In Northanger Abbey’s protagonist, Catherine Morland, Jane Austen invented an entirely new breed of character. Strategically, the author wrote herself into the book. Austen explores the struggles of a young reader: deciphering between reality and the fictional world of novels, a struggle she has experienced firsthand. It is blatantly obvious that Catherine is a passionate reader from Austen’s repeated references to classical novels, in addition to her well-known defe...
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...ability to take them away, to another world. Yet, through Catherine, they are reminded that they leave behind reality and, at some point, they must return and distinguish between fiction and realism.
Jane Austen’s Northanger Abbey is a unique piece of literature that has earned the right to stand on its own. Through it, she strategically designed a new form of character within a new form of novel. She employs the use of her own experiences and tactically combines it with her novel characters, especially Catherine Morland, her clever narrative style and her distinctive use of gothic imagery to challenge her readers. She causes her readers to turn their judgments upon themselves, realizes that at some point in their lives, they have walked a mile in Catherine’s shoes.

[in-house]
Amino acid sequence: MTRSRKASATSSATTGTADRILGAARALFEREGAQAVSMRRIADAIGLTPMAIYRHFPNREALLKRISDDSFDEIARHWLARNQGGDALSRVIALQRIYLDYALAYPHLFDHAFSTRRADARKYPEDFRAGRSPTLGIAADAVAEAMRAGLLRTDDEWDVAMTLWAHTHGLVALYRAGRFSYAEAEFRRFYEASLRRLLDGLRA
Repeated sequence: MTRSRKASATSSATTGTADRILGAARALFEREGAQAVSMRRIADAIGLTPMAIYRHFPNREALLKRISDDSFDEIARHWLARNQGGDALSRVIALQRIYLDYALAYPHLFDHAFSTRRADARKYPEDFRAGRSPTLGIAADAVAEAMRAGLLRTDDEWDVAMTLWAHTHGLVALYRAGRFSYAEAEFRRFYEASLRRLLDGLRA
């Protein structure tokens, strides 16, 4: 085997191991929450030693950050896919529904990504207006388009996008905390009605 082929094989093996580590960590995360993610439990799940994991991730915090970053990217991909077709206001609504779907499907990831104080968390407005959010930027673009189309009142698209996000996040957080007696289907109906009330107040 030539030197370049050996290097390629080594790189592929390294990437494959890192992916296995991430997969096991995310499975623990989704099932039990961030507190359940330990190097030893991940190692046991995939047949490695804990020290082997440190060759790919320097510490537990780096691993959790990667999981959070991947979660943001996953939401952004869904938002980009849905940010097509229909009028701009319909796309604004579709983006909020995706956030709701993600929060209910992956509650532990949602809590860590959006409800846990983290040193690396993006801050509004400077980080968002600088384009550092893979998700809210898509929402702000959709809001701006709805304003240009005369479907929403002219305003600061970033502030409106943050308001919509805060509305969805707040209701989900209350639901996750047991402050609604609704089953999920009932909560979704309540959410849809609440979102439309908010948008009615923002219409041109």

Austen, Jane. Northanger Abbey. New York: Oxford University Press. 2003. 5-187.
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